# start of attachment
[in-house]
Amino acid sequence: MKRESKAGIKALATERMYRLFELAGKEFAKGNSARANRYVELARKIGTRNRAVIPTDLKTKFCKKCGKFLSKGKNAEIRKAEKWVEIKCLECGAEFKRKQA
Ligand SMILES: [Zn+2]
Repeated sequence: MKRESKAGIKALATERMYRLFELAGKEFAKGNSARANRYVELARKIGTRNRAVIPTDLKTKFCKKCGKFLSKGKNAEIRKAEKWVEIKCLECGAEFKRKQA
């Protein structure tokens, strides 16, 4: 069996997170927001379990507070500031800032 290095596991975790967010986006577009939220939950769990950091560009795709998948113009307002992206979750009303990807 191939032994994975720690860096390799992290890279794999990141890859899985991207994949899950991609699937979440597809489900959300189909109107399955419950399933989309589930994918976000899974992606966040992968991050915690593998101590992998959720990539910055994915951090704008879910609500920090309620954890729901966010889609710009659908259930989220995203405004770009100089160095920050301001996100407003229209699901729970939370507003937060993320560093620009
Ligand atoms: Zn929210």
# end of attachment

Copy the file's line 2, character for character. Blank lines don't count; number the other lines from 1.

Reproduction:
Amino acid sequence: MKRESKAGIKALATERMYRLFELAGKEFAKGNSARANRYVELARKIGTRNRAVIPTDLKTKFCKKCGKFLSKGKNAEIRKAEKWVEIKCLECGAEFKRKQA